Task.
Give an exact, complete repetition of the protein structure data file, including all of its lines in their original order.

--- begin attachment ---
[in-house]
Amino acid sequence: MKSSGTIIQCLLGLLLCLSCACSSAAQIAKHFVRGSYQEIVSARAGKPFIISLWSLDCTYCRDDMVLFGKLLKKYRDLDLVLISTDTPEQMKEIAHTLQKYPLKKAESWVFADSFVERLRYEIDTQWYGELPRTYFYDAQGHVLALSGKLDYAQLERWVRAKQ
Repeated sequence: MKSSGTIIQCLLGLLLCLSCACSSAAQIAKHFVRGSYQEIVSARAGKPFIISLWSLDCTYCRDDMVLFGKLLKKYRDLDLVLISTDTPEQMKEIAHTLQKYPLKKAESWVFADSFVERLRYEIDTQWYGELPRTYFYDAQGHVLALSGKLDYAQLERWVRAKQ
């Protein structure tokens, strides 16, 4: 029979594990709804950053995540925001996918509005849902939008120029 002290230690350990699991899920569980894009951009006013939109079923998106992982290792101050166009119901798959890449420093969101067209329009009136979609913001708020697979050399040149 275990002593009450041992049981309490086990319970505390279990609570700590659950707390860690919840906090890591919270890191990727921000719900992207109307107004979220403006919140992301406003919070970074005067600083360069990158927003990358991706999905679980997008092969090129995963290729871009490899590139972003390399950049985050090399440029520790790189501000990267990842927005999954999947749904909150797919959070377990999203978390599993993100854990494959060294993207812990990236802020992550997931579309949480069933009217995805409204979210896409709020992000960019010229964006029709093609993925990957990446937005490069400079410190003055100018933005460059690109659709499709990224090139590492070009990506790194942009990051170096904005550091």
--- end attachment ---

[in-house]
Amino acid sequence: MKSSGTIIQCLLGLLLCLSCACSSAAQIAKHFVRGSYQEIVSARAGKPFIISLWSLDCTYCRDDMVLFGKLLKKYRDLDLVLISTDTPEQMKEIAHTLQKYPLKKAESWVFADSFVERLRYEIDTQWYGELPRTYFYDAQGHVLALSGKLDYAQLERWVRAKQ
Repeated sequence: MKSSGTIIQCLLGLLLCLSCACSSAAQIAKHFVRGSYQEIVSARAGKPFIISLWSLDCTYCRDDMVLFGKLLKKYRDLDLVLISTDTPEQMKEIAHTLQKYPLKKAESWVFADSFVERLRYEIDTQWYGELPRTYFYDAQGHVLALSGKLDYAQLERWVRAKQ
């Protein structure tokens, strides 16, 4: 029979594990709804950053995540925001996918509005849902939008120029 002290230690350990699991899920569980894009951009006013939109079923998106992982290792101050166009119901798959890449420093969101067209329009009136979609913001708020697979050399040149 275990002593009450041992049981309490086990319970505390279990609570700590659950707390860690919840906090890591919270890191990727921000719900992207109307107004979220403006919140992301406003919070970074005067600083360069990158927003990358991706999905679980997008092969090129995963290729871009490899590139972003390399950049985050090399440029520790790189501000990267990842927005999954999947749904909150797919959070377990999203978390599993993100854990494959060294993207812990990236802020992550997931579309949480069933009217995805409204979210896409709020992000960019010229964006029709093609993925990957990446937005490069400079410190003055100018933005460059690109659709499709990224090139590492070009990506790194942009990051170096904005550091």